In 1792, the Qianlong Emperor outlined a new method to select the Dalai Lama by means of a lottery. The names of the competing candidates were written on folded slips of paper which were placed in a golden urn.[11] The tenth and later Dalai Lamas were therefore to be selected by the golden urn method. However, in fact, both the tenth and twelfth Dalai Lamas had already been recognized prior to using the Golden Urn method and so only the eleventh Dalai Lama was selected solely by this method. The thirteen, and fourteenth Dalai Lamas were selected by the previous incarnation's entourage, or labrang, with the selection being approved after the fact by the Chinese rulers in Beijing.[12]

In 1910, the Qing government sent a military expedition of its own to establish direct Chinese rule and deposed the Dalai Lama in an imperial edict. The Dalai Lama fled to India. In early 1913, the Dalai Lama returned to Lhasa and issued a proclamation that condemned, "The Chinese intention of colonizing Tibet under the patron-priest relationship" and stated that, "We are a small, religious, and independent nation."[13]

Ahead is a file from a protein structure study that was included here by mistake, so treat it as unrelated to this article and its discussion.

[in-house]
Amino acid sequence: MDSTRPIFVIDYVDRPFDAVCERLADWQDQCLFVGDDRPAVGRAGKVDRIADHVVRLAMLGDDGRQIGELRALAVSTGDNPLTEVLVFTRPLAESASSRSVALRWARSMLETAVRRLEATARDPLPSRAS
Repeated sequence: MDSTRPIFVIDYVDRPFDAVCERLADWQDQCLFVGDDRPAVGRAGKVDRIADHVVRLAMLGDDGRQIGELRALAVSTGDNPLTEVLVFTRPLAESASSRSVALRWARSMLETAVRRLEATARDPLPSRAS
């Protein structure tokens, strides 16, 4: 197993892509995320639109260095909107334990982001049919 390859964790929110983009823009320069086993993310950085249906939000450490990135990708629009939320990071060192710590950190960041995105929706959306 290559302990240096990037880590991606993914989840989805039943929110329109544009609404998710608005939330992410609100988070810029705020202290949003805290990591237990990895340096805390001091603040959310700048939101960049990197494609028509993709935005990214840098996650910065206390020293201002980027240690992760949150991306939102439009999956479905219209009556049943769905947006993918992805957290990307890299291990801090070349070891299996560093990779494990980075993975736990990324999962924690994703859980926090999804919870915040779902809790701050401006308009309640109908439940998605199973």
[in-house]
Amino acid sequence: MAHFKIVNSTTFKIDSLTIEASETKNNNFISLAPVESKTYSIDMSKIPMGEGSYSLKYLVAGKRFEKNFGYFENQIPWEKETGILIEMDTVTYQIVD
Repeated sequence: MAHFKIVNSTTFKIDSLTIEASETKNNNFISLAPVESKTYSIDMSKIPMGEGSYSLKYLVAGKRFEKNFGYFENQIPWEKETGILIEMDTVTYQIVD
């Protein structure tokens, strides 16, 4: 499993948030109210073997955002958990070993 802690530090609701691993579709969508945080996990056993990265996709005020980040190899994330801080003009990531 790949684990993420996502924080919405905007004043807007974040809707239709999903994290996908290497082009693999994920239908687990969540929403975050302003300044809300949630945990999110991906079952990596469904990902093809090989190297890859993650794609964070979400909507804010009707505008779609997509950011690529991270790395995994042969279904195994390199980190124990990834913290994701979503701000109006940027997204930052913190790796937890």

The 14th and current Dalai Lama, Tenzin Gyatso (born 1935).


The current Dalai Lama, the fourteenth in the lineage, is Tenzin Gyatso (born July 6, 1935), a practicing member of the Gelug School of Tibetan Buddhism. He was proclaimed the tulku (rebirth) of the thirteenth Dalai Lama at the age of two. On November 17, 1950, at the age of 15, he was enthroned as Tibet's Head of State. Thus he became Tibet's most important political ruler just one month after the People's Republic of China's invasion of Tibet on October 7, 1950.

In 1954, he went to Beijing to talk with Mao Zedong.[14] However, after a failed uprising and the collapse of the Tibetan resistance movement in 1959, the Dalai Lama left for India, where he was active in establishing the Central Tibetan Administration (the Tibetan Government in Exile) and in seeking to preserve Tibetan culture and education among the thousands of refugees who accompanied him.[15]

Tenzin Gyatso is a charismatic figure[16][17] and noted public speaker. He is the first Dalai Lama to travel to the West where he has helped to spread Tibetan Buddhism and to promote the concepts of universal responsibility, secular ethics, and religious harmony. He remains influential as a Nobel Peace Prize laureate, as the world's most famous Buddhist monk, and as the leader of the exiled Tibetan government in India.

List of Dalai Lamas

There have been 14 Dalai Lamas: